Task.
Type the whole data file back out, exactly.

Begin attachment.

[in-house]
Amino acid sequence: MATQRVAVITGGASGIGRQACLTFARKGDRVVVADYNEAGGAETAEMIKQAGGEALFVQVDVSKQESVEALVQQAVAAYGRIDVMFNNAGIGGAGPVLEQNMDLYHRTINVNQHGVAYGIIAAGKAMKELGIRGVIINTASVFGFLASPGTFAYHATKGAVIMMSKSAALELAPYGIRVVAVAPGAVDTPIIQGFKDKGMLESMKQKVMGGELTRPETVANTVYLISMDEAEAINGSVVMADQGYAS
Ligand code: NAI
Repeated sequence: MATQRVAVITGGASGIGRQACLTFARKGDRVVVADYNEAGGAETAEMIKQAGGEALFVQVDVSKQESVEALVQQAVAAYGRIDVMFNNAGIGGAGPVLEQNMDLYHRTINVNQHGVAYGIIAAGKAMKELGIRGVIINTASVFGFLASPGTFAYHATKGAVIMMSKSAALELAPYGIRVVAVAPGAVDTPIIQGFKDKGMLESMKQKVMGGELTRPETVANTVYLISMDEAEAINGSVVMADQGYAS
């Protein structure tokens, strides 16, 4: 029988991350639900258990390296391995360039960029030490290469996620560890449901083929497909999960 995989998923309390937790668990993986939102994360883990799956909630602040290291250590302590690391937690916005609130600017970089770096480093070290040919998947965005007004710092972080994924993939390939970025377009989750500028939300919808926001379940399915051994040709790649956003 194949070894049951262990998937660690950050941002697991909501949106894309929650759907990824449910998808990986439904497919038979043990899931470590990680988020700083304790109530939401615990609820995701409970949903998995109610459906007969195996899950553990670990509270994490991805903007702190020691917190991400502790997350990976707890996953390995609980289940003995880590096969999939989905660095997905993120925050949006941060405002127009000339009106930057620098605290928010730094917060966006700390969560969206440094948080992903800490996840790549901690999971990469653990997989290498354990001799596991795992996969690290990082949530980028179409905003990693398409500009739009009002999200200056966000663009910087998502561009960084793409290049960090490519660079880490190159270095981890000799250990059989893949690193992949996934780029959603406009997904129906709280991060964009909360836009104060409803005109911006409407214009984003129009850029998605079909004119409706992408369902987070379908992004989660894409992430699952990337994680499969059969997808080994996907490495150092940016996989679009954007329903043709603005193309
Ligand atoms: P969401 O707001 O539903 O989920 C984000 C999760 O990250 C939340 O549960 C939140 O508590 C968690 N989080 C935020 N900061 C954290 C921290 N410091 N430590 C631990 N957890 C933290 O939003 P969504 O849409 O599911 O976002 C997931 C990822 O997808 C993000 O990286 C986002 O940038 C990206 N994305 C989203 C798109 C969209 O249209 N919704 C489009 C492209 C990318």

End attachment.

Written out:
[in-house]
Amino acid sequence: MATQRVAVITGGASGIGRQACLTFARKGDRVVVADYNEAGGAETAEMIKQAGGEALFVQVDVSKQESVEALVQQAVAAYGRIDVMFNNAGIGGAGPVLEQNMDLYHRTINVNQHGVAYGIIAAGKAMKELGIRGVIINTASVFGFLASPGTFAYHATKGAVIMMSKSAALELAPYGIRVVAVAPGAVDTPIIQGFKDKGMLESMKQKVMGGELTRPETVANTVYLISMDEAEAINGSVVMADQGYAS
Ligand code: NAI
Repeated sequence: MATQRVAVITGGASGIGRQACLTFARKGDRVVVADYNEAGGAETAEMIKQAGGEALFVQVDVSKQESVEALVQQAVAAYGRIDVMFNNAGIGGAGPVLEQNMDLYHRTINVNQHGVAYGIIAAGKAMKELGIRGVIINTASVFGFLASPGTFAYHATKGAVIMMSKSAALELAPYGIRVVAVAPGAVDTPIIQGFKDKGMLESMKQKVMGGELTRPETVANTVYLISMDEAEAINGSVVMADQGYAS
């Protein structure tokens, strides 16, 4: 029988991350639900258990390296391995360039960029030490290469996620560890449901083929497909999960 995989998923309390937790668990993986939102994360883990799956909630602040290291250590302590690391937690916005609130600017970089770096480093070290040919998947965005007004710092972080994924993939390939970025377009989750500028939300919808926001379940399915051994040709790649956003 194949070894049951262990998937660690950050941002697991909501949106894309929650759907990824449910998808990986439904497919038979043990899931470590990680988020700083304790109530939401615990609820995701409970949903998995109610459906007969195996899950553990670990509270994490991805903007702190020691917190991400502790997350990976707890996953390995609980289940003995880590096969999939989905660095997905993120925050949006941060405002127009000339009106930057620098605290928010730094917060966006700390969560969206440094948080992903800490996840790549901690999971990469653990997989290498354990001799596991795992996969690290990082949530980028179409905003990693398409500009739009009002999200200056966000663009910087998502561009960084793409290049960090490519660079880490190159270095981890000799250990059989893949690193992949996934780029959603406009997904129906709280991060964009909360836009104060409803005109911006409407214009984003129009850029998605079909004119409706992408369902987070379908992004989660894409992430699952990337994680499969059969997808080994996907490495150092940016996989679009954007329903043709603005193309
Ligand atoms: P969401 O707001 O539903 O989920 C984000 C999760 O990250 C939340 O549960 C939140 O508590 C968690 N989080 C935020 N900061 C954290 C921290 N410091 N430590 C631990 N957890 C933290 O939003 P969504 O849409 O599911 O976002 C997931 C990822 O997808 C993000 O990286 C986002 O940038 C990206 N994305 C989203 C798109 C969209 O249209 N919704 C489009 C492209 C990318």